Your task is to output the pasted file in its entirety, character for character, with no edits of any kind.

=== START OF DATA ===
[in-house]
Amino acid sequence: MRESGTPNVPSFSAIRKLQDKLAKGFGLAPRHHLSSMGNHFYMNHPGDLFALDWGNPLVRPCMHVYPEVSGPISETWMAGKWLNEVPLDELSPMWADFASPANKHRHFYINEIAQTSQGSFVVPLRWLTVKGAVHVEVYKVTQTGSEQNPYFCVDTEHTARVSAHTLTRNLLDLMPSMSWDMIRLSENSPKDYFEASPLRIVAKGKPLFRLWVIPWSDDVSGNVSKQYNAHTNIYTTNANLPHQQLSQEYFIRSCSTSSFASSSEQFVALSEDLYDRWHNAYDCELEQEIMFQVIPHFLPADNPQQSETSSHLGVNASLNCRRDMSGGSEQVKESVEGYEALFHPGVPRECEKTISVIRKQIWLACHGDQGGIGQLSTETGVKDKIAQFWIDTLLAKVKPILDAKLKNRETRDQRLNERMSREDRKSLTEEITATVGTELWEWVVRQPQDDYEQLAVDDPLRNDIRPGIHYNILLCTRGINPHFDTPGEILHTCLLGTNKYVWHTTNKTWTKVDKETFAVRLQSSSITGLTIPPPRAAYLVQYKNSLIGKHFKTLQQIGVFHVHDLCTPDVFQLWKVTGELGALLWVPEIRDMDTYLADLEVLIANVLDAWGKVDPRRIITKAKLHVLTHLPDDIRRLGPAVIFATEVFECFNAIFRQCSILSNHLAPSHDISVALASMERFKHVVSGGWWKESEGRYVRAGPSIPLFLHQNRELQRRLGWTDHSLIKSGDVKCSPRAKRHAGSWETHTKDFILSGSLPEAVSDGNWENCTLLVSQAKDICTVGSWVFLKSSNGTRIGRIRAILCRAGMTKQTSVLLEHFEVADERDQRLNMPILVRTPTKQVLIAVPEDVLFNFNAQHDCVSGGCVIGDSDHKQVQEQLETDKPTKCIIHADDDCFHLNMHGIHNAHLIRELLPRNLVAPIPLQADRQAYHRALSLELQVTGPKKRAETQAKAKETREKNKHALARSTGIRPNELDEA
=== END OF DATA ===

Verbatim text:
[in-house]
Amino acid sequence: MRESGTPNVPSFSAIRKLQDKLAKGFGLAPRHHLSSMGNHFYMNHPGDLFALDWGNPLVRPCMHVYPEVSGPISETWMAGKWLNEVPLDELSPMWADFASPANKHRHFYINEIAQTSQGSFVVPLRWLTVKGAVHVEVYKVTQTGSEQNPYFCVDTEHTARVSAHTLTRNLLDLMPSMSWDMIRLSENSPKDYFEASPLRIVAKGKPLFRLWVIPWSDDVSGNVSKQYNAHTNIYTTNANLPHQQLSQEYFIRSCSTSSFASSSEQFVALSEDLYDRWHNAYDCELEQEIMFQVIPHFLPADNPQQSETSSHLGVNASLNCRRDMSGGSEQVKESVEGYEALFHPGVPRECEKTISVIRKQIWLACHGDQGGIGQLSTETGVKDKIAQFWIDTLLAKVKPILDAKLKNRETRDQRLNERMSREDRKSLTEEITATVGTELWEWVVRQPQDDYEQLAVDDPLRNDIRPGIHYNILLCTRGINPHFDTPGEILHTCLLGTNKYVWHTTNKTWTKVDKETFAVRLQSSSITGLTIPPPRAAYLVQYKNSLIGKHFKTLQQIGVFHVHDLCTPDVFQLWKVTGELGALLWVPEIRDMDTYLADLEVLIANVLDAWGKVDPRRIITKAKLHVLTHLPDDIRRLGPAVIFATEVFECFNAIFRQCSILSNHLAPSHDISVALASMERFKHVVSGGWWKESEGRYVRAGPSIPLFLHQNRELQRRLGWTDHSLIKSGDVKCSPRAKRHAGSWETHTKDFILSGSLPEAVSDGNWENCTLLVSQAKDICTVGSWVFLKSSNGTRIGRIRAILCRAGMTKQTSVLLEHFEVADERDQRLNMPILVRTPTKQVLIAVPEDVLFNFNAQHDCVSGGCVIGDSDHKQVQEQLETDKPTKCIIHADDDCFHLNMHGIHNAHLIRELLPRNLVAPIPLQADRQAYHRALSLELQVTGPKKRAETQAKAKETREKNKHALARSTGIRPNELDEA